The Questions We Asked: JW Lees
This journal series goes behind our work and gives an insight into the issues or opportunities our clients were grappling with that led to our work together. In this edition of The Questions We Asked, we speak to William Lees-Jones, Managing Director at JW Lees.
The brewer and pub company JW Lees is nearly 200 years old, yet William – the sixth generation of his family to lead the business – maintains a restless spirit to keep moving forward. William explains: “This is one of my favourite cartoons. This is a typical family-business board meeting. You’ve got Dad at the end of the table and the kids along the side, and he’s saying: ‘Instead of risking anything new, let’s play it safe by continuing our slow decline into obsolescence’.”
“My inspiration as the leader of our family business is really just to build a great business that is a source of pride for us all: colleagues working in the business now, those that came before us, and those that are coming next,” says William. This is an attitude that can be traced right back to the founder of the business.
JW Lees was founded in 1828. “John Lees, who was our founder, had a vision. He’d been in textiles and he bought a row of cottages in Middleton Junction and started brewing beer. This was the 19th century equivalent of buying a vineyard in the south of France and retiring.” At this time, customers would go to breweries with a jug and buy their beer. Due to the prevalence of cholera, drinking beer was actually safer than drinking water. This started to change around 1900, when public houses emerged, alongside coaching inns and hotels. As William explains, “The British pub started with the end-of-terrace house and a gregarious person selling beer. These people weren’t actually very good at the business side of things because they were much better at selling beer, so they ended up owing money to breweries. To get paid, the breweries repossessed the pubs, and then accidentally became the owners of these pubs.”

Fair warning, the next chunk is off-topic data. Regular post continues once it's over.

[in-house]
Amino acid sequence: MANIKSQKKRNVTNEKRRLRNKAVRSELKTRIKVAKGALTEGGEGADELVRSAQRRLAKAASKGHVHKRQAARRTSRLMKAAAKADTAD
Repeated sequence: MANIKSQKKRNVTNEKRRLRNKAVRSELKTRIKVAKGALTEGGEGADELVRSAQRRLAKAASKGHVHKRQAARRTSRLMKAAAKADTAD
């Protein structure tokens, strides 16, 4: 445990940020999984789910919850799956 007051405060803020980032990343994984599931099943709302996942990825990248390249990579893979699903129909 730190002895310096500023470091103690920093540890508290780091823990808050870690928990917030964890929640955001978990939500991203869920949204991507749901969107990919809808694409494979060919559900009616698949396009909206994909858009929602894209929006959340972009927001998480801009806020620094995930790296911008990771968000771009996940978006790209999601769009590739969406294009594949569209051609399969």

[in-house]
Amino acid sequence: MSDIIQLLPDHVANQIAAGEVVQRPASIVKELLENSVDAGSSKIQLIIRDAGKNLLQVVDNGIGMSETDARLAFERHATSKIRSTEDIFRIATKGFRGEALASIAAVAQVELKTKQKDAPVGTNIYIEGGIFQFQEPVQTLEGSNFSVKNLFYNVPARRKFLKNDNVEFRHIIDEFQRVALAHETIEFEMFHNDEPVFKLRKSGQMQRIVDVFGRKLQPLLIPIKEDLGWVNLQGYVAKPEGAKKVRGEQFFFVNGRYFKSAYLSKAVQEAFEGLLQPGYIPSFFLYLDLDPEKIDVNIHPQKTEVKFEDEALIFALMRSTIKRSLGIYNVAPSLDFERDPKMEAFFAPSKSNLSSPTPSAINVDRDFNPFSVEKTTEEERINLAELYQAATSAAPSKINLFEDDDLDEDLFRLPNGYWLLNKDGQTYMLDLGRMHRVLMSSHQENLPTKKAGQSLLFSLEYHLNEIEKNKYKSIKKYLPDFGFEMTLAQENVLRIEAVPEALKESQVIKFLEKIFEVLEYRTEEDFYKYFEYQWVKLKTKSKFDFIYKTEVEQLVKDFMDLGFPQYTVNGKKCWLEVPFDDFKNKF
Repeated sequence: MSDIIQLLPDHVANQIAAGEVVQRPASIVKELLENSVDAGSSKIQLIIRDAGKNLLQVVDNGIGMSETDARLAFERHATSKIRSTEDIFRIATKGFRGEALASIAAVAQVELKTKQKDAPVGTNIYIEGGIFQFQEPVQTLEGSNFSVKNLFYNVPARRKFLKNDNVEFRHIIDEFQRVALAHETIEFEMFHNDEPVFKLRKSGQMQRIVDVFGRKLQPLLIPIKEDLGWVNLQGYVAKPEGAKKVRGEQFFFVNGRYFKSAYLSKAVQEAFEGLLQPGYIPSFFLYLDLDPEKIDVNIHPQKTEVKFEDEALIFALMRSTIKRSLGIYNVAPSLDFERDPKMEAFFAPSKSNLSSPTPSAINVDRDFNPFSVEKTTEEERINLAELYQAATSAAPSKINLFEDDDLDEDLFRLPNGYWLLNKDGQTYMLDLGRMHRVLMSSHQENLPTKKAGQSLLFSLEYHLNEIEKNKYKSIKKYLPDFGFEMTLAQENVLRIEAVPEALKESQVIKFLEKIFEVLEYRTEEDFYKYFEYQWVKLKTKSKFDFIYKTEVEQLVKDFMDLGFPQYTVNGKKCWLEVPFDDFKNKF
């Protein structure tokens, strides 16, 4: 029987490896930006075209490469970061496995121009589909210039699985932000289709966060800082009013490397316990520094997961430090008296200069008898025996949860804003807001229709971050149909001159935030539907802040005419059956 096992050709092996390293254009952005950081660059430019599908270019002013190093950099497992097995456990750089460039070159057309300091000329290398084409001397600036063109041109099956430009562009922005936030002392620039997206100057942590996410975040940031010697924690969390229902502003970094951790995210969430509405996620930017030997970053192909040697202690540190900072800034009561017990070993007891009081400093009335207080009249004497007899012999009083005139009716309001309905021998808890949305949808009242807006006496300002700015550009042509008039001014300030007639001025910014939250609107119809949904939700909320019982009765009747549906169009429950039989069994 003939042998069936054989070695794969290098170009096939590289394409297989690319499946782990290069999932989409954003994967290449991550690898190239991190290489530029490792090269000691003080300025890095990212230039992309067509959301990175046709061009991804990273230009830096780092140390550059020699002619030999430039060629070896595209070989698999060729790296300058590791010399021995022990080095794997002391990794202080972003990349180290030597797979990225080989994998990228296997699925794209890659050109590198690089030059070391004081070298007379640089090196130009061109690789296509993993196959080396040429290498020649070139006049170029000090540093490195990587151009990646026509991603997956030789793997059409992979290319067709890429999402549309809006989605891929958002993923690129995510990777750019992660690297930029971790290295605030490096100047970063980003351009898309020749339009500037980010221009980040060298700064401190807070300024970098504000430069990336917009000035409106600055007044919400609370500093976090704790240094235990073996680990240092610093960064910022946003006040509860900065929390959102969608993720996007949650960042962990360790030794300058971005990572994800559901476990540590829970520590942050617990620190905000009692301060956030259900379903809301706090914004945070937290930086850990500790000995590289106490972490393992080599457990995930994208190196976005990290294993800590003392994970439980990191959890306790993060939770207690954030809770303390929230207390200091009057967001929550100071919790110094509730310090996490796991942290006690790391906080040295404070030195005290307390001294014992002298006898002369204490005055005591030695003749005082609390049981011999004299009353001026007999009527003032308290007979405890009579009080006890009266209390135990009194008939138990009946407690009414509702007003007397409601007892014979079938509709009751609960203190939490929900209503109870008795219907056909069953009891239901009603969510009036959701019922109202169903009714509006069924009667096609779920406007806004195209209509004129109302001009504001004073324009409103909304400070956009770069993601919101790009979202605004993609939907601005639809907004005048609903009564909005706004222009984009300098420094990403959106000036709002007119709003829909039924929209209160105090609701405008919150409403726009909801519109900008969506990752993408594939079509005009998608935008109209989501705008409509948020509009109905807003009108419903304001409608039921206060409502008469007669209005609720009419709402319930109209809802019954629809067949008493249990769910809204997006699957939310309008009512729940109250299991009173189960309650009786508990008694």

After university William worked in advertising, so when he decided to join the family business at the age of 29, he was tasked with setting up JW Lees’ first marketing department. At that time, JW Lees were still presenting themselves in a very traditional manner.
He recalls the situation in Manchester at the time. “Boddingtons were the monster; they were the enemy. Boddingtons was the beer of Manchester. Everybody drank it. The thing that kept me awake at night was that if we were going to build JW Lees as a brand that would be anything other than ‘not quite Boddingtons’, then we needed to be really aware of the fact that they had the firepower of one of the biggest international breweries behind them. They were established 50 years before us. They had this great big chimney that you’d drive past every time you went into Manchester.”
One of William’s first initiatives to address this was to create an advertising campaign. While the approach would be seen as very politically incorrect now, it was less so then and they had to do something that was provocative to get people to view the brand as acceptable. “Although people loved the heritage of JW Lees, they saw it as an old man’s drink. We had to position the brand way over on the other side of the spectrum to give young people permission to drink our beer.”